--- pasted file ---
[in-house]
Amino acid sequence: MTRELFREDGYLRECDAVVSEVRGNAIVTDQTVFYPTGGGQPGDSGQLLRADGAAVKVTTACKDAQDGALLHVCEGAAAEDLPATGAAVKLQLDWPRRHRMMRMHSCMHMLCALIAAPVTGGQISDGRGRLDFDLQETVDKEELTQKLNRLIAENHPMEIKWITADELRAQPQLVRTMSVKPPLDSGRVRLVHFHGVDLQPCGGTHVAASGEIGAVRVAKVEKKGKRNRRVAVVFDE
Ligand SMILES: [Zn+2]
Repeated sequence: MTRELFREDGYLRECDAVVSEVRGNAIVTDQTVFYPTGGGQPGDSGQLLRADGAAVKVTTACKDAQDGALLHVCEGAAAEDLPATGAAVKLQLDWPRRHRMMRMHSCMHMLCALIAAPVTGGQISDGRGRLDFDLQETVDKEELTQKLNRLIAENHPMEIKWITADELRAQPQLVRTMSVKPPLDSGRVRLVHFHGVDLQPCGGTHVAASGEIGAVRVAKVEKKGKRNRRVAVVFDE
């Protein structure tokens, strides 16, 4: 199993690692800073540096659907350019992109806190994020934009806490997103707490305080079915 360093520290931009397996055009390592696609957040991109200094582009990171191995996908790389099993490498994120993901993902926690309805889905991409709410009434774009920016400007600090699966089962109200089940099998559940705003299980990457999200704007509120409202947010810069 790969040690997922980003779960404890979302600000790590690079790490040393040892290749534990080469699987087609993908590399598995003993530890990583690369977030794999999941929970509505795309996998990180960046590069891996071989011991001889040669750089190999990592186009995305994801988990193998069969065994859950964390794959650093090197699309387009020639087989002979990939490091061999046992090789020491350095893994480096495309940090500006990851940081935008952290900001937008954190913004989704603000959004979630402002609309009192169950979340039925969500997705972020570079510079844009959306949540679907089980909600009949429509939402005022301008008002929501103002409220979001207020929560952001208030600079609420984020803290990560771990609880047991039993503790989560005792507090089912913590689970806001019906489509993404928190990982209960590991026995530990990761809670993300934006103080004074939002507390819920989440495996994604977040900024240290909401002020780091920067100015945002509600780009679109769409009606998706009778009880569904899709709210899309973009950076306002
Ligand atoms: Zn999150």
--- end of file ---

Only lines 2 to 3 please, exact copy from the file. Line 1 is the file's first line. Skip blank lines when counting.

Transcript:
Amino acid sequence: MTRELFREDGYLRECDAVVSEVRGNAIVTDQTVFYPTGGGQPGDSGQLLRADGAAVKVTTACKDAQDGALLHVCEGAAAEDLPATGAAVKLQLDWPRRHRMMRMHSCMHMLCALIAAPVTGGQISDGRGRLDFDLQETVDKEELTQKLNRLIAENHPMEIKWITADELRAQPQLVRTMSVKPPLDSGRVRLVHFHGVDLQPCGGTHVAASGEIGAVRVAKVEKKGKRNRRVAVVFDE
Ligand SMILES: [Zn+2]